The Great Repertoire Project
This repository contains code and data used in our study of the baseline human antibody repertoire. Briefly, we performed ultra-deep sequencing of the antibody repertoires of 10 healthy, adult subjects (approxmately 3 billion total antibody sequences). The Great Repertoire Project revealed a massively diverse repertoire and, while the repertoires of individual subjects were clearly distinguishable, we found a surprisingly high level of repertoire overlap between individuals.
The code used in this project is assembled into a series of Juypter notecooks. There are two sets of notebooks, those containing code used for DATA PROCESSING and those containing code used to MAKE FIGURES. GitHub will render each of the notebooks, but the code cannot be executed from within GitHub. If you'd like to actually run the code contained in the notebooks, you must clone the repository.
NOTE: Whenever possible, the intermediate datasets required to run the code are included in this repository, however, many intermediate datasets are too large to be included. In such cases, links to the required datasets are provided in the appropriate notebook.
We have generated several large datasets, in two primary groups: antibody sequences from healthy adult subjects, and synthetic antibody sequences using statistical models of V(D)J recombination.
Antibody sequencing data
Raw and processed datasets from each subject can be downloaded using the following links. Some of these datasets are quite large (the compressed raw FASTQs are roughly 100GB per subject, and the uncompressed JSON datasets range from ~100GB to nearly 1TB).
For each subject, there are a total of 18 samples: 3 technical replicates of each of 6 biological replicates. Biological replicates refer to different aliquots of peripheral blood monomuclear cells (PBMCs), from which total RNA was separately isolated and processed. Thus, sequences or clonotypes found in multiple biological replicates are assumed to have independently occurred in different cells. Technical relicates refer to independent library preparations using the same aliquot of PBMC-derived RNA. In each of the above datasets, samples 1-6 are biological replicates. Samples 7-12 and 13-18 are technical replicates of samples 1-6.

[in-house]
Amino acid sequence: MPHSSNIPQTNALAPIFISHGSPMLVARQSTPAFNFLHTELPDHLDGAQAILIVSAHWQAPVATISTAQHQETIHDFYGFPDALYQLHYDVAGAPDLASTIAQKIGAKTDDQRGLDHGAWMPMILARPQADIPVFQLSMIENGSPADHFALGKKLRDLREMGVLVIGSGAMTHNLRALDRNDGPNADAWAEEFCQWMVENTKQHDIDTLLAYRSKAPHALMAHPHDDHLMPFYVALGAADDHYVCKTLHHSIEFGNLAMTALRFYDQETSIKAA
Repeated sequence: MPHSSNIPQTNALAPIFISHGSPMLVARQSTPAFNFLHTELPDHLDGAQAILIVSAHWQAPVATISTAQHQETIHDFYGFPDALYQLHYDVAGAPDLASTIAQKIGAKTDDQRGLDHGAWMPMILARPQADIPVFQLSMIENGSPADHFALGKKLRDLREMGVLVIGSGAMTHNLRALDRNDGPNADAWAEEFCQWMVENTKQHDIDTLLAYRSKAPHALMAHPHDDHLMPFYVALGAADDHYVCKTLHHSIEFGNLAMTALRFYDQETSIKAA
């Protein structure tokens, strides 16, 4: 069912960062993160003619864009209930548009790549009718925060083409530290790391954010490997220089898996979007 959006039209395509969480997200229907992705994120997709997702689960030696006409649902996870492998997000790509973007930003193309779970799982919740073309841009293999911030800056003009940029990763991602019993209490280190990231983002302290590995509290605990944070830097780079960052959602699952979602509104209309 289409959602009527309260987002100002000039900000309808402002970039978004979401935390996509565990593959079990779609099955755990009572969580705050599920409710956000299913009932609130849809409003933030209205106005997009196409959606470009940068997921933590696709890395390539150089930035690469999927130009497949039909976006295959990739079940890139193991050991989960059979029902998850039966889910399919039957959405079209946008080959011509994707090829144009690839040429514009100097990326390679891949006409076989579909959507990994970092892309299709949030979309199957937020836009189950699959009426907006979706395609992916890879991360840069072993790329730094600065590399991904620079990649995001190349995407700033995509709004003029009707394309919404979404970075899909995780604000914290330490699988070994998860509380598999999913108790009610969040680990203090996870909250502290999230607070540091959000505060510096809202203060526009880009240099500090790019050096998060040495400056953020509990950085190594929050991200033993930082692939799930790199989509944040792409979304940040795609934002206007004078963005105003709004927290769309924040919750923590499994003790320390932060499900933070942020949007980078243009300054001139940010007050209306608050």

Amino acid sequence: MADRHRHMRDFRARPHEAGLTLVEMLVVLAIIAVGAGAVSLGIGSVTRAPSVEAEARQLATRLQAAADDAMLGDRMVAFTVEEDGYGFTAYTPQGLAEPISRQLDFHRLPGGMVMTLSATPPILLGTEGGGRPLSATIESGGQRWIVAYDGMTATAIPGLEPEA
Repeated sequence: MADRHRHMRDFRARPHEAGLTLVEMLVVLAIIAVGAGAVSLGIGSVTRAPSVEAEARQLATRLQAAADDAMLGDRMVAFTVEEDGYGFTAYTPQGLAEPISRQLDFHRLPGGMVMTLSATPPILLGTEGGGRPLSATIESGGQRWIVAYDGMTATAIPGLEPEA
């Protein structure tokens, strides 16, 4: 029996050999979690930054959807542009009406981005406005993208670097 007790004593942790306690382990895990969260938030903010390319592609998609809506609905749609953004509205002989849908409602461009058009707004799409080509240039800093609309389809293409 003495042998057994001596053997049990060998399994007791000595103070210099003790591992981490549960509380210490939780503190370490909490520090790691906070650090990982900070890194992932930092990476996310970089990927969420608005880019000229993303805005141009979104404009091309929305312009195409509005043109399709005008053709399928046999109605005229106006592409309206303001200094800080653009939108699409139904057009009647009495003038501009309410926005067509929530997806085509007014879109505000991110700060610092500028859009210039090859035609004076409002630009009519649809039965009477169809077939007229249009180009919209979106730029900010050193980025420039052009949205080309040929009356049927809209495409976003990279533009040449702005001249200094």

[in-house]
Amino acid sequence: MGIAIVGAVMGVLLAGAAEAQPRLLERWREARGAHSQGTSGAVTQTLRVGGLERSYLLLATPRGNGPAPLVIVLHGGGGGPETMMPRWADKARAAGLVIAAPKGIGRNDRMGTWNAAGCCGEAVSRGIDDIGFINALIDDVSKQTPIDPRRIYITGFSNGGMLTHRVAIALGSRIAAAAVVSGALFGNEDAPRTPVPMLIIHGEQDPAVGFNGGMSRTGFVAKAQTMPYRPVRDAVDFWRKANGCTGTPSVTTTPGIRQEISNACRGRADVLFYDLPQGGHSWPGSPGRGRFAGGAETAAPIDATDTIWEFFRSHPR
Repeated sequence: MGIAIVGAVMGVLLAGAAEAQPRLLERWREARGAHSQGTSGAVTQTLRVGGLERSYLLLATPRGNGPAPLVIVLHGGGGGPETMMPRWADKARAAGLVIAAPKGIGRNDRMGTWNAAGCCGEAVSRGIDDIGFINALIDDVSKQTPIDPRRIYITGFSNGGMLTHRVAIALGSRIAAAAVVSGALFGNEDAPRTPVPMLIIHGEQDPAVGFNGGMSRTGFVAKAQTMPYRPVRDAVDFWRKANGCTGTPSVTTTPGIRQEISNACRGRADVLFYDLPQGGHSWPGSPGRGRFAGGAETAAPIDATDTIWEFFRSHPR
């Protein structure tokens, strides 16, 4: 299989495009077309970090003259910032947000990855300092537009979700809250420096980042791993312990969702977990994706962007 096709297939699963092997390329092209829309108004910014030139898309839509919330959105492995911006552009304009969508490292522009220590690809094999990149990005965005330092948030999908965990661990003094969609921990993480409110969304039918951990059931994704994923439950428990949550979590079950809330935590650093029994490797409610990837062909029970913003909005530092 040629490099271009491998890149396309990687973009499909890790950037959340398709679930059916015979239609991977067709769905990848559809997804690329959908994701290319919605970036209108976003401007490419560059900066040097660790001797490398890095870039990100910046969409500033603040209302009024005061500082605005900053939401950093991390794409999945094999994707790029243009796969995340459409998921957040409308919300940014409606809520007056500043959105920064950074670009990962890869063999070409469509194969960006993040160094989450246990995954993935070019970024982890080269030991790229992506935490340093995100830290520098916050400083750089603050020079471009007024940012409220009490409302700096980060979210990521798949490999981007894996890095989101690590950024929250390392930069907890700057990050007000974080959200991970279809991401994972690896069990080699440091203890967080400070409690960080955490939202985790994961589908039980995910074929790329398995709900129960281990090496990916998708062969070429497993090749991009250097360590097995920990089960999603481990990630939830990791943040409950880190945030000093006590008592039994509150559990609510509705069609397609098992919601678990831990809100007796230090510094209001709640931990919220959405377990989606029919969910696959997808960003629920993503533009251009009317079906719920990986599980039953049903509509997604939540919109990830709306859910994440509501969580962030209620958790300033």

Due to technical issues, the sequence data for subject 326797 was spread across two HiSeq flowcells. Thus, the raw FASTQs and FASTQC results can be downloaded in two separate batches. Starting with the first processed dataset (UMI-corrected consensus FASTAs), reads from both flowcells were pooled.
Synthetic antibody sequences
We generated synthetic antibody sequences using IGoR. Three datasets of synthetic sequences are available. As with the repertoire sequencing datasets above, the annotated datasets are quite large (uncompressed, each exceeds 1TB in size).
- Ten batches of 100M synthetic sequences, generated with IGoR's default V(D)J recombination model:
- Ten batches of 100M synthetic sequences, generated with subject-specific recombination models, inferred by IGoR using 500,000 unmutated antibody sequences from each subject:
- Ten batches of 100M synthetic sequences, generated with a single "combined subject" recombination model, in which a pool of 50,000 unmutated antibody sequences from each subject were used to infer the model:
- Python 3.3+ (although Python 2.7 may work for many or most notebooks, this has not been tested)
- Jupyter Notebook
Additionally, each notebook may require additional third-party Python packages. Any notebook-specific requirements, as well as instructions for package installation with pip, are provided in each notebook.
If you're new to Python, a great way to get started is to install the Anaconda Python distribution, which includes pip as well as a ton of useful scientific Python packages.